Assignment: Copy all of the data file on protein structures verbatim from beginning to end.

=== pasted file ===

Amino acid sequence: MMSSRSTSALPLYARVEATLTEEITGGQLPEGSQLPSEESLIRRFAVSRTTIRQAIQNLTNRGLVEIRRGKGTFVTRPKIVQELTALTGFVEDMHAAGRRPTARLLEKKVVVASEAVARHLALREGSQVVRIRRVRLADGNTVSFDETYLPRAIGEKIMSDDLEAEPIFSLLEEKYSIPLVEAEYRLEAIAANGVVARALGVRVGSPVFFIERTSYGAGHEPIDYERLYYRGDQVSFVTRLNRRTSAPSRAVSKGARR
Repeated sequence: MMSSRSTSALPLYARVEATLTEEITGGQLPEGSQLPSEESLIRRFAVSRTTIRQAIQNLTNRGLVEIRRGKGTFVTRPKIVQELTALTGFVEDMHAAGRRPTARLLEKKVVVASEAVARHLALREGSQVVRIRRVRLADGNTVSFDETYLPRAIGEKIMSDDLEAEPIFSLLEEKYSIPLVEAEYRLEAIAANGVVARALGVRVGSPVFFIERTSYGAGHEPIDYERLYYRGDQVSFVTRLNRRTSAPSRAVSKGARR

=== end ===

Amino acid sequence: MMSSRSTSALPLYARVEATLTEEITGGQLPEGSQLPSEESLIRRFAVSRTTIRQAIQNLTNRGLVEIRRGKGTFVTRPKIVQELTALTGFVEDMHAAGRRPTARLLEKKVVVASEAVARHLALREGSQVVRIRRVRLADGNTVSFDETYLPRAIGEKIMSDDLEAEPIFSLLEEKYSIPLVEAEYRLEAIAANGVVARALGVRVGSPVFFIERTSYGAGHEPIDYERLYYRGDQVSFVTRLNRRTSAPSRAVSKGARR
Repeated sequence: MMSSRSTSALPLYARVEATLTEEITGGQLPEGSQLPSEESLIRRFAVSRTTIRQAIQNLTNRGLVEIRRGKGTFVTRPKIVQELTALTGFVEDMHAAGRRPTARLLEKKVVVASEAVARHLALREGSQVVRIRRVRLADGNTVSFDETYLPRAIGEKIMSDDLEAEPIFSLLEEKYSIPLVEAEYRLEAIAANGVVARALGVRVGSPVFFIERTSYGAGHEPIDYERLYYRGDQVSFVTRLNRRTSAPSRAVSKGARR